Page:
Lychees

Yan Diczbalis, Queensland DAFF

Lychee fruit on tree. Yan Diczbalis, Queensland DAF

Industry overview

Australian Lychee Growers Association represent the biosecurity interests of lychee growers and the industry.

In 2015–16, lychee production was valued at $28 million (LVP). Current annual production ranges from 2,250 to 3,500 tonnes, depending on climatic and seasonal conditions.

Lychees are produced as a single annual crop with production significantly dependent on rainfall at the right time and cold winters to induce flowering. The harvest period is late October (north Queensland) to March (northern NSW) which provides the world’s longest production period.

Australian lychees have a reputation for being fresh and sweet, however retailers must store and display produce carefully to preserve the quality.

While official export trade data is not available specifically for lychees, the industry estimates that 12 to 20 per cent of annual production is exported. In 2015–16, 17 per cent of production was exported at a value of $5.5 million.

Exports are increasing and, with recently approved markets available to growers and a successful trial of shipments to the United States, there is the potential for further growth.

Most world production of lychees is counter-seasonal to Australia. The main competition for Australian lychees in the southern hemisphere is from South Africa and emerging supplies from some South American countries.


James Drinnan, Queensland DAFF

Flowering lychee. James Drinnan, Queensland DAF

Pollination information

The lychee (Litchi chinensis) is a subtropical tree from the Sapindaceae family and is thought to be native to southern China. The lychee is an evergreen tree which grows to heights of more than 20 m. The lychee fruit is a drupe, 3–4 cm long and 3 cm in diameter, covered by a pink/red roughly textured rind which covers an inside layer of sweet and sour, translucent white flesh which surrounds the inner seed.

Although variable between growing regions, flowering usually occurs over a 6 week period from between July to October. Flowers are borne on multi-branched terminal inflorescences, which are generally referred to as flower panicles. A panicle can have up to 3,000 flowers, although only about 200 are pollinated and of these only 5 to 60 will develop into mature fruit.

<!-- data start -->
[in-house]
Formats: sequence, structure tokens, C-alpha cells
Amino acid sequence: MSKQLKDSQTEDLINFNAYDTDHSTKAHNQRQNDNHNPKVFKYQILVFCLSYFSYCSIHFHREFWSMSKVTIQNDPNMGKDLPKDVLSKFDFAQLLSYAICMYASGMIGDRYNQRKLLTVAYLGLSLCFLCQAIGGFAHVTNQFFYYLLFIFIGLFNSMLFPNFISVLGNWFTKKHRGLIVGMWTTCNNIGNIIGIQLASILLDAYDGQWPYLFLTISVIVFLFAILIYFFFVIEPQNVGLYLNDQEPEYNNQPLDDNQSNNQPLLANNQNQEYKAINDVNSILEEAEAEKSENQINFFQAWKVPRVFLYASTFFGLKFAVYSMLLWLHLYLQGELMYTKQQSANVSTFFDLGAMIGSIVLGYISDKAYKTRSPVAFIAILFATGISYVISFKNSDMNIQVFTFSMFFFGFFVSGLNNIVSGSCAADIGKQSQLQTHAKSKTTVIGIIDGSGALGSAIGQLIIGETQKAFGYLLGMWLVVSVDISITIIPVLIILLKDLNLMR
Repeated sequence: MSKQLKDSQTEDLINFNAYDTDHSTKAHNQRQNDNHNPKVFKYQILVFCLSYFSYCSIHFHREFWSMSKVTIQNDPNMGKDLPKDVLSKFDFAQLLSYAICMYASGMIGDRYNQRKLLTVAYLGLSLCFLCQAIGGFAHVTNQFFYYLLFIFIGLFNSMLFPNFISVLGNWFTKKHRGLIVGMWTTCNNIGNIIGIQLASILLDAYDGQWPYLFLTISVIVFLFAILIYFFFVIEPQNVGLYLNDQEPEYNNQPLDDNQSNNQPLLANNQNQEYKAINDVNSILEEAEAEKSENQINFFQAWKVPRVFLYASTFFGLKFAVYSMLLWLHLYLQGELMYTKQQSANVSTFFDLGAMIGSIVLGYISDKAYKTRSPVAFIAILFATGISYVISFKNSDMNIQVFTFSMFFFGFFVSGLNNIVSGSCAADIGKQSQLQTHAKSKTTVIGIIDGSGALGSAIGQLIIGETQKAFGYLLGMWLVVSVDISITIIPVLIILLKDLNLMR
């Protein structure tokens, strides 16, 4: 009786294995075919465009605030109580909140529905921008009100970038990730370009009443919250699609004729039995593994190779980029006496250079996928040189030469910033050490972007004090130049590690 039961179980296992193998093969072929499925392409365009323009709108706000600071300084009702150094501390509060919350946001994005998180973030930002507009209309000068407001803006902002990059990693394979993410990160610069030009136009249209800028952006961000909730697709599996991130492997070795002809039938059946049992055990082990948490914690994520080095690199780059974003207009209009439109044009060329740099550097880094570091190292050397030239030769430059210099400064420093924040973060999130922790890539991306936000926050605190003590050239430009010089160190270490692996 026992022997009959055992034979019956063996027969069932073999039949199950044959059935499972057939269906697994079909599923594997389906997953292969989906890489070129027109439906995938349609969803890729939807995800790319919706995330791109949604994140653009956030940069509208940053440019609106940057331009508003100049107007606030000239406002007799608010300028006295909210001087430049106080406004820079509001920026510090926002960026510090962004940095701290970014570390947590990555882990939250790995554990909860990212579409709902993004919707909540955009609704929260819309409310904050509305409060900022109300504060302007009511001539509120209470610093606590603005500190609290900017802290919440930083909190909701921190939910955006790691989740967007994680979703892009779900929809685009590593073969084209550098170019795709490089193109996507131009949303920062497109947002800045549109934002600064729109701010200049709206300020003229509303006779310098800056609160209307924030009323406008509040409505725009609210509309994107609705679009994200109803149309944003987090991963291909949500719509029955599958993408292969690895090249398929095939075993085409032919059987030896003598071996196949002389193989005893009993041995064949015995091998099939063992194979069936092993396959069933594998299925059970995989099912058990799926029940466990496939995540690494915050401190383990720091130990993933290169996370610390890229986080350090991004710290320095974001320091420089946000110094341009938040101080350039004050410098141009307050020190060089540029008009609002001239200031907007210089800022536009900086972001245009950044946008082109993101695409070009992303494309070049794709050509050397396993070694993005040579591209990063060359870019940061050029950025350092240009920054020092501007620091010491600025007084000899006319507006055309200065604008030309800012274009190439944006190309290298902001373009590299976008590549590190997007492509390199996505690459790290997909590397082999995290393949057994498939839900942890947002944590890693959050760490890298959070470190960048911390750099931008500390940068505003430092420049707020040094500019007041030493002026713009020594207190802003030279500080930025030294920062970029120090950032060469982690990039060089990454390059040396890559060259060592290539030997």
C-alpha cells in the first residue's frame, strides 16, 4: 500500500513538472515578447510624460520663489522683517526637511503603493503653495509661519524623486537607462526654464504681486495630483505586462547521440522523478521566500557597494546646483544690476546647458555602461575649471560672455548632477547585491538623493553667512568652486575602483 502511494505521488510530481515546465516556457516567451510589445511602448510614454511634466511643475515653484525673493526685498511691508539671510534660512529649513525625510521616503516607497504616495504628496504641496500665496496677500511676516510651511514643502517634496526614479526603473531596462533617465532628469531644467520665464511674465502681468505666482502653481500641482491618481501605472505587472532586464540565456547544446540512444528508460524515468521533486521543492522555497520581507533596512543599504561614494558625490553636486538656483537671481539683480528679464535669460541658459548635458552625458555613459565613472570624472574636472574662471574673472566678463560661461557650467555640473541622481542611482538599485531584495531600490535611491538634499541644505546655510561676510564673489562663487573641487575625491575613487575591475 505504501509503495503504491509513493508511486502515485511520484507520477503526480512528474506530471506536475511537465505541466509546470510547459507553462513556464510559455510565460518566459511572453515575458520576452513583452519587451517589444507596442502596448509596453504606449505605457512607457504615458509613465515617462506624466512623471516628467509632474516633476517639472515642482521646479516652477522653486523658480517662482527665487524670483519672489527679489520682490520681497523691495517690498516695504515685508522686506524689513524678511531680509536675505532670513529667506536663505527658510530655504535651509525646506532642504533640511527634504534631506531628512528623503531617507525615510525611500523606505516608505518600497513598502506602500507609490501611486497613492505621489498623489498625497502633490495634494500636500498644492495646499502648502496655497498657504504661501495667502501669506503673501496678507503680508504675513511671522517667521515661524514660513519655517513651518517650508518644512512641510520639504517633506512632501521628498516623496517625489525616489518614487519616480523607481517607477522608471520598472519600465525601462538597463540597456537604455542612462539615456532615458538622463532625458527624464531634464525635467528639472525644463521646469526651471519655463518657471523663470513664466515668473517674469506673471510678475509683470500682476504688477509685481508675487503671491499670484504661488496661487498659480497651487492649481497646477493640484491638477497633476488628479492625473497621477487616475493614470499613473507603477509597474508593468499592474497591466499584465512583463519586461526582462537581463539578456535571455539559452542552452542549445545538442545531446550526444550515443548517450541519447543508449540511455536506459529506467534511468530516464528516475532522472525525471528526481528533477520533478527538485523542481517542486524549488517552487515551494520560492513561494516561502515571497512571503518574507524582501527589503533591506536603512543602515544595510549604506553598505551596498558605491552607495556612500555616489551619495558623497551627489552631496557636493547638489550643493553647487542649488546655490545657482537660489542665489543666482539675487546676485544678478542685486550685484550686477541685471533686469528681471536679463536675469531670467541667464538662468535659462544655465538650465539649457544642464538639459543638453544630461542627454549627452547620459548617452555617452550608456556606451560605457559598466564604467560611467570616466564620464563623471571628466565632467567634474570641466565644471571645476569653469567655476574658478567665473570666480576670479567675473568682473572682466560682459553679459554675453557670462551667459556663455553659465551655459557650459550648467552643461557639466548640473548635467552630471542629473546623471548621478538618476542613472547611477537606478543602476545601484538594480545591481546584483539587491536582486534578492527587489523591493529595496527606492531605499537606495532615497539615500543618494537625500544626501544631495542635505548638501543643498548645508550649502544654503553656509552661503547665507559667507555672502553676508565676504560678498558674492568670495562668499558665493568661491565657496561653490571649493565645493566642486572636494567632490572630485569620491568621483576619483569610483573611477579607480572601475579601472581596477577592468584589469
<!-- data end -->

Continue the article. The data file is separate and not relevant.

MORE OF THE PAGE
There are three distinct flower types, two male types and one female, which are all borne on the same panicle. The usual sequence of flower opening, which occurs over a 2 to 6 week period, is male flower, female hermaphrodite flowers which set fruit, and male hermaphrodite flowers that do not set fruit. The male flowers in the first and third stages release pollen to fertilise the female flowers. Thus, there needs to be an overlap of the male stages with the female stage. Most of the pollen used for fertilisation is usually supplied by the third stage male hermaphrodite flowers.

James Drinnan, Queensland DAFF

Honey bee pollinating lychee flowers. James Drinnan, Queensland DAF

Self-pollination may occur in lychee through wind pollination however, flowers are generally recognised as self-sterile and insects are beneficial because they can transport pollen from anther to stigma for fruit to set. Only partial overlapping between male and female flowering occurs within a cultivar and so inter-planting of at least two different cultivars is necessary for adequate fruit set. Several insects have been reported to visit lychee flowers overseas including Coleoptera, Hemiptera, Homoptera and Lepidoptera. However, the honey bee is widely recognised as the principal pollinator. In Australia, both honey bees and Tetragonula sp are found on lychee blossoms, but preliminary studies suggest that the native social bee (Tetragonula sp) may be too small to be effective pollinators of the fruit.

Many studies have shown significant increases in yield of lychee crops as a result of honey bee pollination, including fruit set being three times greater when inflorescences were open to honey bees when compared to trees that were bagged to exclude them.

Lychee yields can sometimes be unreliable, erratic and rarely approach the capacity of the tree. Crossed fruit are generally heavier and yields in rows with two cultivars adjacent to each other have been shown to be 36 per cent higher in lychee. All of these studies clearly show that lychee require at least one other cultivar and an abundance of insect pollinators for pollen transfer to assist with pollination by wind. Bringing in honey bee hives could be necessary to increase pollinator numbers, increase crossing between cultivars and produce a good quality yield. For this reason, it is recommended that 2-3 hives per ha would be adequate for optimal pollination of lychee.


Additional pollination information

Additional fact sheets and web links about the pollination of this crop are listed below. Please be aware that some of the information was developed overseas, and environmental and seasonal variations may occur.

Lychee and longan pollination fact sheet, The Pollination Program (Rural Industries Research and Development Corporation and Horticulture Australia Limited)

Lychee, Purdue University, Indiana


Value of production and distribution

Annual value of lychee production, 2009–16

Distribution of lychee production by state and territory 2015–16 (based on LVP)

 


References

The pollination information is an excerpt from the Lychee and longan pollination fact sheet, The Pollination Program (Rural Industries Research and Development Corporation and Horticulture Australia Limited) and from personal communication with James Drinnan (Queensland DAF) and the Australian Lychee Growers’ Association.

The industry overview and graphs on the value of production and crop distribution are from the National Plant Biosecurity Status Report (2017), Plant Health Australia, Canberra